Former Norwich City star Cedric Anselin’s honesty over mental illness shows it’s good to talk
- Credit: Archant © 2005
Do you remember the 'it's good to talk' advert that was first aired in 1995? It featured the late Bob Hoskins, reminding people of the benefits of a good chinwag.
The advert creators could not have foreseen what was to come: a new generation of people communicating via their phones, tablets and even games consoles. It's good to avoid talking at any cost.
Twenty-one years on, there remains a great deal of wisdom in the 'it's good to talk' catchphrase – and not simply to help BT's profits.
Talking can be cathartic, uplifting, enlightening, amusing, challenging and intense. It builds friendships and relationships. It adds depth to our personality. And – above all – it can be therapeutic.
Last week, I interviewed the former Norwich City midfielder Cedric Anselin.
During an emotional hour of forthright honesty, Cedric talked about a 14-year secret – his struggle with anxiety and depression.
For many reasons, it was a challenging interview.
It was hard to hear a genuinely lovely man recounting the pain that he and his loved ones had endured.
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It was also difficult on another level, as Cedric's story was so similar to mine in recent years.
But that shared experience created an environment for openness and a genuine connection.
Go back even a decade and this scenario would have been almost unthinkable: two football-loving blokes sitting down to talk about – whisper it – their feelings.
For my generation growing up, feelings was the f-word. Football was a 'man's game', blokes were expected to 'man up' when things got tough.
But the truth is that a real man doesn't man up. A real man knows that talking, emotion and honesty are essential.
It actually takes more courage to share your weaknesses than it does to suppress them.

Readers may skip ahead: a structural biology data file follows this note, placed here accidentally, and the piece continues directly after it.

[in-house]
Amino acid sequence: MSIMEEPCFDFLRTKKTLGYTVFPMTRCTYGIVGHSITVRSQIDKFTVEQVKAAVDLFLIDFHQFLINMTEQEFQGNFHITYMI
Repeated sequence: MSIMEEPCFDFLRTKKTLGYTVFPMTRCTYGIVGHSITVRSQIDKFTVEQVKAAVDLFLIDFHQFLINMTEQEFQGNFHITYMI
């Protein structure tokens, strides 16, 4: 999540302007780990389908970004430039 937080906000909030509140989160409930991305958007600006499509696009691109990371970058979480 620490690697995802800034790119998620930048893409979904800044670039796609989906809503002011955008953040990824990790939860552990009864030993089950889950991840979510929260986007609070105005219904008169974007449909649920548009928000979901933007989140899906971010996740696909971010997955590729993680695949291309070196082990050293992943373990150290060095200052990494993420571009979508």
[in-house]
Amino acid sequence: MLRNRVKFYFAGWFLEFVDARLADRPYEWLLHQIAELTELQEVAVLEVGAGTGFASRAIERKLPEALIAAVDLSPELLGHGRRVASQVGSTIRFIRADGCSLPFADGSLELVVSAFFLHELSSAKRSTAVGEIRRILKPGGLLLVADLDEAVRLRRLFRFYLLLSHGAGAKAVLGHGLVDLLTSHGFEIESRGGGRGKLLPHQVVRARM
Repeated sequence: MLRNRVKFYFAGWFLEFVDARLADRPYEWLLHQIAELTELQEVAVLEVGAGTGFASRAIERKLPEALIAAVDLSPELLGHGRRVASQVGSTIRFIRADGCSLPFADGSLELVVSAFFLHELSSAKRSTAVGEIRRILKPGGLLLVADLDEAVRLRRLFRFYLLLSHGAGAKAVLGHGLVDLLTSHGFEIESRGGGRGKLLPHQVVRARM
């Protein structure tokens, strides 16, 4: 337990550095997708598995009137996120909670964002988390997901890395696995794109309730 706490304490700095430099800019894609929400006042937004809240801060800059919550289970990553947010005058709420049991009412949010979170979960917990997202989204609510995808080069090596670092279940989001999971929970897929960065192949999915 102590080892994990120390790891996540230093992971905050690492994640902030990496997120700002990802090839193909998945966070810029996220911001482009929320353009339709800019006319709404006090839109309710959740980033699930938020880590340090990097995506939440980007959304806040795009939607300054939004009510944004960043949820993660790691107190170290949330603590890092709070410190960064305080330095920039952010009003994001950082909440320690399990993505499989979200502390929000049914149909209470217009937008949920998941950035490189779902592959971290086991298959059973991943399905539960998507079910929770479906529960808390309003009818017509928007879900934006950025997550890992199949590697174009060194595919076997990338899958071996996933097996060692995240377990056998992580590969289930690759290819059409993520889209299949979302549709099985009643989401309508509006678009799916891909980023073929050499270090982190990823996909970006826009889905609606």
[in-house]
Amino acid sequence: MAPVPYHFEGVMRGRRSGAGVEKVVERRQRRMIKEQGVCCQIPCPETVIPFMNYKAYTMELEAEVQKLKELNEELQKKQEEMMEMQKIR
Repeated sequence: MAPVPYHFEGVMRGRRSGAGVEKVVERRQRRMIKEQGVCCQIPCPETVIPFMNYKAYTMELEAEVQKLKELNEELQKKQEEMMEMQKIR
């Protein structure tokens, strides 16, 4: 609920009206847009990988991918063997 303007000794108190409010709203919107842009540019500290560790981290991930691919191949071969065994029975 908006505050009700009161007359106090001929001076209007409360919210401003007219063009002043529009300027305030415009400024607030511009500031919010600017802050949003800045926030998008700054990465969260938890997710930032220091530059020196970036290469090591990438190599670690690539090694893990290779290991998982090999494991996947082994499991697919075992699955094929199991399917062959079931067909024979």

When Cedric let his secret out at last, it was hugely courageous and also the beginning of a healing process.
I know that and I practise it.
My mental illness has been out in the open for a few years. I talk about it with the same frankness that I do when talking about a knee operation that I had.
I do not care who knows that I am on heavy medication and that I spent three months in a mental hospital last year. It's all part of what makes me, me – a troubled genius, of course.
And the vast majority of people do not care either. Well, they care in a nice way, but they are not unsettled by the news.
For Cedric Anselin, I hope his courage in admitting the truth is the first step on the path to recovery.
And thank goodness that when he was at crisis point, he reached for the phone to talk to someone - Clarke Carlisle, a former footballer who knows what mental illness is all about.
If actions sometimes speak louder than words, this is an example of words speaking louder than actions.
If Cedric's story turns out to be one of a man's emergence from the Hell of mental illness and into a more settled place, that will be a wonderful story indeed.
But it will be even better if – as Cedric hopes – his decision to talk about his illness encourages other people, particularly men, to do the same.
Suicide levels are highest among younger men. And too often they take their own lives having rarely if ever talked to someone about their pain.
That breaks my heart.
So I add my voice to that of Cedric Anselin by saying to people who are in a dark place that it really is good to talk.
And to those who are chosen to hear someone's pain, please listen, care and affirm them.